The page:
Fashion trends may come and go, but The Hijab Company remains committed to celebrating the grace of modesty. These women have shared their own stories, enriching our understanding of the world of modest fashion and its cultural resonance.
My Role Model:
The beloved daughter of our Prophet PBUH and the women of His house.
Lady Fatima implements the best of hijab. Imam Sajjad narrates, “Once a blind man sought permission from Fatima to enter her house, and when he entered, Fatima hid herself from his sight. The Prophet, who was present and a witness to this scene, said: ‘Fatima, why did you hide yourself from him when he can’t see you?’ She replied, ‘O Prophet of God, although he cannot see me, I can see him and my scent will reach him.’ The Prophet praised her and said, ‘I bear witness that you are a part of me.’
Hijab is not only a scarf that you wear to cover your head, with it, comes a responsibility.
Hijab, chastity, and piety is not limited to keeping oneself away from the sight of non-mahrams, but also not looking at non-mahrams – or controlling our sight from looking at them – is considered a prerequisite to hijab, and 2) smelling the scent and perfume of a person by a non- mahram can also excite the emotions and desires and can cause one to fall into sin. We are not only supposed to cover our head but our eyes, thoughts and intentions. Like it is said in the holy Quran:
قُلْ لِلْمُؤْمِنِيْنَ يَغُضُّوْا مِنْ أَبْصَارِهِمْ وَ يَحْفَظُوْا فُرُوْجَهُمْ,
ذَلِكَ أَزْكَى لَهُمْ.
“Say to the believing men that: they should cast down their glances and guard their private parts (by being chaste). This is better for them.”(24:30).
Hijab is my own choice. It’s my identity, it brings a sense of confidence and strength and I believe it’s a symbol of freedom.
My story is neither every Muslim woman’s story nor do I consider myself a benchmark against which to measure Muslim women. I am, however, someone who wears the face veil (niqab). There are many women who may share my experience, who feel neither oppressed nor limited by the veil and consider it an integral part of their identity.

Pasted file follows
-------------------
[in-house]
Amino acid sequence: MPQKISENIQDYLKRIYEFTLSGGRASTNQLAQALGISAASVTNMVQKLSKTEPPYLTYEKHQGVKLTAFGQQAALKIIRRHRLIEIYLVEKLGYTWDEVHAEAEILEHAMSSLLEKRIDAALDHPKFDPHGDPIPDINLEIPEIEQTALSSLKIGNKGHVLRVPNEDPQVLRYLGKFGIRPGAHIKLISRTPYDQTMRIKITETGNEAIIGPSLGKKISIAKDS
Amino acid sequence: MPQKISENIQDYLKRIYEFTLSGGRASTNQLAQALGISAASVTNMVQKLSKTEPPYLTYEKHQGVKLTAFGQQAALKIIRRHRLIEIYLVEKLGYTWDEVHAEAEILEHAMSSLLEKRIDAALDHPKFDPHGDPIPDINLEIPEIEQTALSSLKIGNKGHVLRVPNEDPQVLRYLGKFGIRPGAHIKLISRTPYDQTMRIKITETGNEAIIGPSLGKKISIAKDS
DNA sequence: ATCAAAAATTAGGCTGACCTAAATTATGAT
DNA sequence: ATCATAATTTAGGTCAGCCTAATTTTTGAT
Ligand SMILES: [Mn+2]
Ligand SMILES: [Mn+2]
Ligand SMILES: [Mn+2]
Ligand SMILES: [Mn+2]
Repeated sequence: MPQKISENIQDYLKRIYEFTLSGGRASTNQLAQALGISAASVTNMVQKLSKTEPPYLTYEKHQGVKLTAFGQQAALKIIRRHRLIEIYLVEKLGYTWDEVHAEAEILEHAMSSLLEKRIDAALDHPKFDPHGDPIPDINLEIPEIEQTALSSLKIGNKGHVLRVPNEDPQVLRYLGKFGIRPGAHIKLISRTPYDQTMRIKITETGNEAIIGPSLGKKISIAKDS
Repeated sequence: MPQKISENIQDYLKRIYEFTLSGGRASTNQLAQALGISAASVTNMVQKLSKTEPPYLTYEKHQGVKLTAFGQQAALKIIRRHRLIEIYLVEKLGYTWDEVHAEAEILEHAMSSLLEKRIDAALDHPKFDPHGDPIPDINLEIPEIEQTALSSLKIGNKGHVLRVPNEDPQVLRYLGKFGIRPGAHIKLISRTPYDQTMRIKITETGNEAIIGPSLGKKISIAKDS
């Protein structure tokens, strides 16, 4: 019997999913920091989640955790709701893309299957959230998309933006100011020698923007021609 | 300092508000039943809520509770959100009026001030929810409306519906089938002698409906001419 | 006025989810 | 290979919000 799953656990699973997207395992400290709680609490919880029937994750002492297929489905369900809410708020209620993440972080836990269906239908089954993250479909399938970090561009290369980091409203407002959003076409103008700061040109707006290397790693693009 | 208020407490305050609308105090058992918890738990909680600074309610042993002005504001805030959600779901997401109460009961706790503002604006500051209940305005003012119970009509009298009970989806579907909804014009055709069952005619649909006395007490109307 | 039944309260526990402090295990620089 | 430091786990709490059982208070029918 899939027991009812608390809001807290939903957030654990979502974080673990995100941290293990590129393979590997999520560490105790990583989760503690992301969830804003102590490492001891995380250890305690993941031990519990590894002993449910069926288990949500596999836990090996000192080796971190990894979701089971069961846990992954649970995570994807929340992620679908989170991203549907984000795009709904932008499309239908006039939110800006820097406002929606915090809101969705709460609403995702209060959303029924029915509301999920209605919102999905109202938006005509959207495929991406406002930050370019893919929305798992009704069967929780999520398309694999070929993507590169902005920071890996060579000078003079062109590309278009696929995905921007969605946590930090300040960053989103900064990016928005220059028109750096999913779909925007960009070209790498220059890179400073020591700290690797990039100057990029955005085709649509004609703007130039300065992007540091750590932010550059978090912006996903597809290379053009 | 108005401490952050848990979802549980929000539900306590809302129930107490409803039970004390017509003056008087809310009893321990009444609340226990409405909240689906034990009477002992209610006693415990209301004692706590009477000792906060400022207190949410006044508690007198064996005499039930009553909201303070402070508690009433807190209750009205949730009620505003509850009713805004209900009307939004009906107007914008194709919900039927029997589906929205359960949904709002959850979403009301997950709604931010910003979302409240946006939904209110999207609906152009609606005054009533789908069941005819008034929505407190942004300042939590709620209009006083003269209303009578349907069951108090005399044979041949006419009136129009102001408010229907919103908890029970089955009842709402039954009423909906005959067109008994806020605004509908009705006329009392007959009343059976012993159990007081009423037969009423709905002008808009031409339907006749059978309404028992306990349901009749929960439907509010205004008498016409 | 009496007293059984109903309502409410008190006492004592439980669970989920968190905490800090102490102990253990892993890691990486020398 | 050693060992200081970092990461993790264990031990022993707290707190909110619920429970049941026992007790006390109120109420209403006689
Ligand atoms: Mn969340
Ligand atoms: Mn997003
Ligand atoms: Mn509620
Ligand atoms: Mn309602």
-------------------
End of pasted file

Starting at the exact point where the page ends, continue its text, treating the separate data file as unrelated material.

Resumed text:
I certainly don’t denounce women who do not veil their faces as less pious or less modest. It is simply how we manage our own relationship with Allah. I wear the niqab not out of fear of the men in my family, there’s a story behind.
I was just like any other girl, wearing jeans, uppers flaunting my hair and all that in fashion. In 2010, I suffered from Typhoid. I got hospitalized for two weeks. During that I was diagnosed borderline dengue. Everyone was worried if I will be able to make it or not as my red platelet count was dropping day by day. But there was something within me, my gut feeling was telling me i will make it. During my stay in hospital, I started to recognize the bounteous goodness of Allah upon us which we take so much for granted. I started to get closer to HIM more and more. As soon i started to recover, I promised myself to live the way the Lord likes. I started taking Abaya.
In 2014, I faced an issue of visa approval to Saudia. I so wanted to go to Saudia and perform Umrah but Saudi government doesn’t allow any sibling to stay more than a month on Umrah visa but I wanted to spend my summer vacations with my bhabi and bro. After so many rejections and my constant duas, I got an approval. That time I decided, the day I will look Khana ka’aba, I will start covering my face for the sake of Allah. Since then, I wear it unflinchingly and unapologetically.
May Allah accept all our sacrifices and make us steadfast. Aameen.
Can you relate to these Modest Journey stories? They show us that in our choices, we can be true to ourselves, stay true to what we believe in, and find strength in expressing our unique style.